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tv   Politics and Public Policy Today  CSPAN  February 3, 2016 3:00pm-4:01pm EST

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>> having more questions but seeing my time has expired, i yield back. >> thank the gentleman. i remind the committee that we had a hearing here in july about region five, about susan hedman. we had three whistle-blowers saying that people were being retaliated against for bringing complaints before -- before that region. and it's so frustrating that that was not dealt with when it was brought up. it should have never happened in the first place, and it obviously continued because she just retired on monday. yes. >> very briefly, mr. chairman, back on that hearing in your regard in a bipartisan way we made it clear that we would not tolerate retaliation, nobody on these panels, either side would tolerate that. and it's been our policy, and so i think as we look at these depositions that the chairman is planning to do, we may want to
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look to make sure that we get to the bottom of that. i know the a.g.'s looking at it. i note the fbi is looking at it but, you know, perhaps we might want to consider that. >> and i would concur and encourage people, if they feel retaliated against for telling the truth and exposing the reality of what happened, come talk to us. both sides of the aisle. there is no way we're going to stand for that. we're going to have your back. we're going to make sure the truth will get out there. you should not be retaliated. there are whistle-blower protections in place sharing information with congress that's vital for us doing our jobs. and, please, pass that -- pass that word along. we'll now recognize the gentle woman from michigan ms. lawrence for five minutes. >> thank you. mr. cray, on january 29th, ranking member cummings and myself sent to governor snyder a detailed document request.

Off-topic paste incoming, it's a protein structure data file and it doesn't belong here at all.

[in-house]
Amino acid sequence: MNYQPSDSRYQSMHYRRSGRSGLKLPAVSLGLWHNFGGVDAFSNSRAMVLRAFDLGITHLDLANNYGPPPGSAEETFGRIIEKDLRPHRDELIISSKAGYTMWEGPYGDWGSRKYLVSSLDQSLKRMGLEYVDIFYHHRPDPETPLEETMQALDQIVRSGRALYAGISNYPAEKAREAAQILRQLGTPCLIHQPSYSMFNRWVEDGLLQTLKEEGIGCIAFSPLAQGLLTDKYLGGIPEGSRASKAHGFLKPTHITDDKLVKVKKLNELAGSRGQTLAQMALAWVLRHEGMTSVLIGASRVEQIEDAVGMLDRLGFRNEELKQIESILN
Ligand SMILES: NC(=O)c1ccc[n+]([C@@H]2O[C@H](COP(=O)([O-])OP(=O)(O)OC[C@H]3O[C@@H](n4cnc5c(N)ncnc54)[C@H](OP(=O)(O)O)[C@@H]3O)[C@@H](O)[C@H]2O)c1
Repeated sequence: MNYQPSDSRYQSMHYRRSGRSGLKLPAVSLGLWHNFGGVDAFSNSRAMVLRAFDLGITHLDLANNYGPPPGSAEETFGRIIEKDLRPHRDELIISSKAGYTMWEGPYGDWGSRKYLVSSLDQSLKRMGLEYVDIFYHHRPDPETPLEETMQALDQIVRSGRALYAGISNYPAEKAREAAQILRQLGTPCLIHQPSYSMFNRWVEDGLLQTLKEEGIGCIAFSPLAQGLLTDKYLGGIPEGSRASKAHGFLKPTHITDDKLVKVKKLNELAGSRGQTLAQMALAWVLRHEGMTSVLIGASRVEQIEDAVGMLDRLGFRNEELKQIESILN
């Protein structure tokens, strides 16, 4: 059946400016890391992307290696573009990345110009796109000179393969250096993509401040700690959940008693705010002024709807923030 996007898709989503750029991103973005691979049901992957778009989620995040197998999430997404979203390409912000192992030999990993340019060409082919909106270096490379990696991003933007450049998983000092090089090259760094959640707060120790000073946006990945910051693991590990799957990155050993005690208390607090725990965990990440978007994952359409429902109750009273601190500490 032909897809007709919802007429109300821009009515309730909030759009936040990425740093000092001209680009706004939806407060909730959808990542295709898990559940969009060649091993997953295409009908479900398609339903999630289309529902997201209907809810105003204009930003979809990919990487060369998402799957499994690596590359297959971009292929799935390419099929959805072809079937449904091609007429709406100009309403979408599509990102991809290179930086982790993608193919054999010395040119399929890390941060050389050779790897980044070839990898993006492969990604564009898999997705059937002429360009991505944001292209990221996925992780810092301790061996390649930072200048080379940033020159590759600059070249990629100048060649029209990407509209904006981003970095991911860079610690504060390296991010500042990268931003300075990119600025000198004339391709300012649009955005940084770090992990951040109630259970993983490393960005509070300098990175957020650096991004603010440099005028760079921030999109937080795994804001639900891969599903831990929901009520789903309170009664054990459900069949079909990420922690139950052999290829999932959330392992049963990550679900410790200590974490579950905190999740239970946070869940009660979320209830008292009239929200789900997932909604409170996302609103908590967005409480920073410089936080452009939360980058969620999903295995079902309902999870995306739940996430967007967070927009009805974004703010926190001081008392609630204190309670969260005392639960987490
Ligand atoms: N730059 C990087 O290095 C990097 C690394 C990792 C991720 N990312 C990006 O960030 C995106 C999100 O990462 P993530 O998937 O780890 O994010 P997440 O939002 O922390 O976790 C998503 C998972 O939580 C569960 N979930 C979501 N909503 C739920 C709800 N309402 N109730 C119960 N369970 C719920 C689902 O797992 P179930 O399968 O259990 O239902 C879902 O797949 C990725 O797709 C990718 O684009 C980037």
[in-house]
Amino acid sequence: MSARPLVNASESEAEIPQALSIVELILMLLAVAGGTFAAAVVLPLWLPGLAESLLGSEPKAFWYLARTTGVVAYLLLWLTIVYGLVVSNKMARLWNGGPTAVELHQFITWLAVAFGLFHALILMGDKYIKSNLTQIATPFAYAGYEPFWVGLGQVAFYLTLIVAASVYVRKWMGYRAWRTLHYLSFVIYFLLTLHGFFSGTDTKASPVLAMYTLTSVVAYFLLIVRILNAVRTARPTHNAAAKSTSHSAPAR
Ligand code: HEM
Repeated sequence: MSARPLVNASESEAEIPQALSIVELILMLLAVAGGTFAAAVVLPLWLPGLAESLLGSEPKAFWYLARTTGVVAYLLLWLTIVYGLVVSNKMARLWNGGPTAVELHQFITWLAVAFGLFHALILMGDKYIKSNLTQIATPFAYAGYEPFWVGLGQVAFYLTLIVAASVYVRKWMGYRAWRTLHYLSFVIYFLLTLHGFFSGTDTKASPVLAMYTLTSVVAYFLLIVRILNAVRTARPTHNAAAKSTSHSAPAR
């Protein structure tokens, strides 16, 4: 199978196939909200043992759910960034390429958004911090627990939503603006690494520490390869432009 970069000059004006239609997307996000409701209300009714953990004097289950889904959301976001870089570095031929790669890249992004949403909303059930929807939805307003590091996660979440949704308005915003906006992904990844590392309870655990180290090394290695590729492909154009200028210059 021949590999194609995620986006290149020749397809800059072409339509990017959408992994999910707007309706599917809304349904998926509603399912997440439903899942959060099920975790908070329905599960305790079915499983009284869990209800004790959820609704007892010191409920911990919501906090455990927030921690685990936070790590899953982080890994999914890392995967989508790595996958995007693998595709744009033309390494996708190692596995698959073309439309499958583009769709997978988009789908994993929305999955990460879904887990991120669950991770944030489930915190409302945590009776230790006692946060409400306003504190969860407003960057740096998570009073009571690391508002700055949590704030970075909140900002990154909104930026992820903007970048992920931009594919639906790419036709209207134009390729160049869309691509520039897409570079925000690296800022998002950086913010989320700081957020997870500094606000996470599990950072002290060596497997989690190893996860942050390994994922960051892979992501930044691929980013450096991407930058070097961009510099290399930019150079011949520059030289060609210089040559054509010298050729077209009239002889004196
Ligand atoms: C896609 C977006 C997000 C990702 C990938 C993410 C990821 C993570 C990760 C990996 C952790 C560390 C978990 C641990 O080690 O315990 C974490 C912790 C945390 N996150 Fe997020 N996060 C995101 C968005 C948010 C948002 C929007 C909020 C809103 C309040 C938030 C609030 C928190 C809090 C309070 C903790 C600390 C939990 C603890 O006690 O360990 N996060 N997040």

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as of this morning the committee has not received any response from the governor. since this request covers your agency, can you tell the committee what tens have been taken to collect these documents and when will we get them? >> i'm aware of the letter. i believe there's a february 11th date, and i'm aware of that the governor's office is reviewing that document. >> i have a question about this issue of primacy. can you explain in the state of michigan what exactly is the role of the michigan department of environmental quality? once advised by epa, which did happen in this situation, what is the responsibility, based on the state of michigan's law? >> so, the state of michigan has enacted corollary statutes that